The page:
Social networking service
A social networking service or SNS (sometimes called a social networking site) is an online platform which people use to build social networks or social relationships with other people who share similar personal or career content, interests, activities, backgrounds or real-life connections.
Social networking services vary in format and the number of features. They can incorporate a range of new information and communication tools, operating on desktops and on laptops, on mobile devices such as tablet computers and smartphones. This may feature digital photo/video/sharing and diary entries online (blogging). Online community services are sometimes considered social-network services by developers and users, though in a broader sense, a social-network service usually provides an individual-centered service whereas online community services are groups centered. Generally defined as "websites that facilitate the building of a network of contacts in order to exchange various types of content online," social networking sites provide a space for interaction to continue beyond in-person interactions. These computer mediated interactions link members of various networks and may help to create, sustain and develop new social and professional relationships.
Social networking sites allow users to share ideas, digital photos and videos, posts, and to inform others about online or real-world activities and events with people within their social network. While in-person social networking – such as gathering in a village market to talk about events – has existed since the earliest development of towns, the web enables people to connect with others who live in different locations across the globe (dependent on access to an internet connection to do so). Depending on the social media platform, members may be able to contact any other member. In other cases, members can contact anyone they have a connection to, and subsequently anyone that contact has a connection to, and so on. The success of social networking services can be seen in their dominance in society today, with Facebook having a massive 2.13 billion active monthly users and an average of 1.4 billion daily active users in 2017. LinkedIn, a career-oriented social-networking service, generally requires that a member personally know another member in real life before they contact them online. Some services require members to have a preexisting connection to contact other members. With COVID-19, Zoom, a videoconferencing platform, has taken an integral place to connect people located around the world and facilitate many online environments such as school, university, work and government meetings.
The main types of social networking services contain category places (such as age or occupation or religion), means to connect with friends (usually with self-description pages), and a recommendation system linked to trust. One can categorize social-network services into four types:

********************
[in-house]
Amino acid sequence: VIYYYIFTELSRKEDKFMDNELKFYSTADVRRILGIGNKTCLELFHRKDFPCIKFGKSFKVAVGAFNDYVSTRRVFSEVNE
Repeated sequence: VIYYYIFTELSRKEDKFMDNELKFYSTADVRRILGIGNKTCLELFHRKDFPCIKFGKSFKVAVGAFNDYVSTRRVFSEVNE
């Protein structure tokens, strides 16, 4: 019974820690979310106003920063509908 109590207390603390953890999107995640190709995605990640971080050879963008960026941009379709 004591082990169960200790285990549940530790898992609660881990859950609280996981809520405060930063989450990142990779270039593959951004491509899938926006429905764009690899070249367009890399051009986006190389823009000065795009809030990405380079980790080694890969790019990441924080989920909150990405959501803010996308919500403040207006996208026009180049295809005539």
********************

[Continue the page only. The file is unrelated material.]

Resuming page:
- socialization social network services used primarily for socializing with existing friends (e.g., Facebook, Instagram)
- online social networks are decentralized and distributed computer networks where users communicate with each other through internet services.
- networking social network services used primarily for non-social interpersonal communication (e.g., LinkedIn, a career- and employment-oriented site)
- social navigation social network services used primarily for helping users to find specific information or resources (e.g., Goodreads for books, Reddit)
There have been attempts to standardize these services to avoid the need to duplicate entries of friends and interests (see the FOAF standard). A study reveals that India recorded world's largest growth in terms of social media users in 2013. A 2013 survey found that 73% of U.S. adults use social-networking sites.
There is a variety of social networking services available online. However, most incorporate common features:
- social networking services are, Internet-based applications
- user-generated content (UGC) is the lifeblood of social networking services.
- users create service-specific profiles for the site or app that are designed and maintained by the SNS organization
- social networking services facilitate the development of online social networks by connecting a user's profile with those of other individuals or groups.
A challenge of definition
The variety and evolving range of stand-alone and built-in social networking services in the online space introduces a challenge of definition. Furthermore, the idea that these services are defined by their ability to bring people together provides too broad a definition. Such a broad definition would suggest that the telegraph and telephone were social networking services – the Internet technologies scholars are intending to describe. The terminology is also unclear, with some referring to social networking services as social media.